Before the session, the governor and then the Joint Appropriations Committee (which consists of members of both the House and Senate) put in a lot of work on the budget. When the session begins, the budget bill is introduced in both chambers as identical “mirror” bills, SF001 and HB001. These bills are discussed, voted on, and amended multiple times, after which members from each chamber work out the differences between their respective bills. Then the budget is sent to the governor. The governor can sign it into law, or veto individual sections and then sign it into law. The legislature can override a veto with a two-thirds majority vote.

If you know about a certain provision in the budget (see our highlights below), you can call or email your legislators to let them know what you support or oppose. Because of its length and its many, many components, following the budget bill and its progression through the chambers can be challenging. That’s where the Outdoor Council comes in — we’ll do our best to keep you updated via email on how and when you can reach out to your legislators on conservation topics within the budget.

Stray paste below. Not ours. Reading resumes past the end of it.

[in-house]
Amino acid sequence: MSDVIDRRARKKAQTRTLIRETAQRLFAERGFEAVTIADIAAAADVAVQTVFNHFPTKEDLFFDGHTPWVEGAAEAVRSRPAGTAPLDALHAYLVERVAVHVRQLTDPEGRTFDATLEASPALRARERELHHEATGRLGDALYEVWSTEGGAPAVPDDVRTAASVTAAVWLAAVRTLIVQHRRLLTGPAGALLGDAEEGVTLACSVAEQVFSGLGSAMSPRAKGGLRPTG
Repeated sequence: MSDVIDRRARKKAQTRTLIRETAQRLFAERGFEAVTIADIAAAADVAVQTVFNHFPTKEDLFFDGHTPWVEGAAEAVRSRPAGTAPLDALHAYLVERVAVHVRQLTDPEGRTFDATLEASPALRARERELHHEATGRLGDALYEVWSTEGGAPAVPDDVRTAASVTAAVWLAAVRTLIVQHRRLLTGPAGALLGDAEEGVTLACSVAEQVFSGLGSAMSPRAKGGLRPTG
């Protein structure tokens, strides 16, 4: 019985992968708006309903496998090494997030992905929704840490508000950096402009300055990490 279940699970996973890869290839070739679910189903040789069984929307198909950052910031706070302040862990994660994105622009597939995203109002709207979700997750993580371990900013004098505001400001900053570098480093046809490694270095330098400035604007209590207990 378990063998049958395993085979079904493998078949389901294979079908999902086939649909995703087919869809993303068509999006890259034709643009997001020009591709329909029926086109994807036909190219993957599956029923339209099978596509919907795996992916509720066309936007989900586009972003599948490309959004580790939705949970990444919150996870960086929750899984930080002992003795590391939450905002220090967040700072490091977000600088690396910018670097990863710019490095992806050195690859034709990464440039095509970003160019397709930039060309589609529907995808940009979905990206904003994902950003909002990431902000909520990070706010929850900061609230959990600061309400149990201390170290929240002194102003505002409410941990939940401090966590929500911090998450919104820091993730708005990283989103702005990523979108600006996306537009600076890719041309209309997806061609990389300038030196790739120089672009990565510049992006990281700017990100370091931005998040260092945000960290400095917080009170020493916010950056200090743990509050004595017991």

As of the time of this blog’s publication, this year’s budget bill has not yet been finalized. Still, we already know of several important conservation priorities within it, including:

  • Section 20, Department of Environmental Quality – The DEQ (which is responsible for protecting the state’s environment while enabling economic development) requested 14 new positions to support both industry and the environment. Most of these positions are in air quality and water quality divisions. We support the addition of positions to the DEQ — with the EPA’s recent methane reduction rule and other anticipated federal air quality rules in the coming year, the DEQ needs more employees to keep up with demand and to meet federal requirements.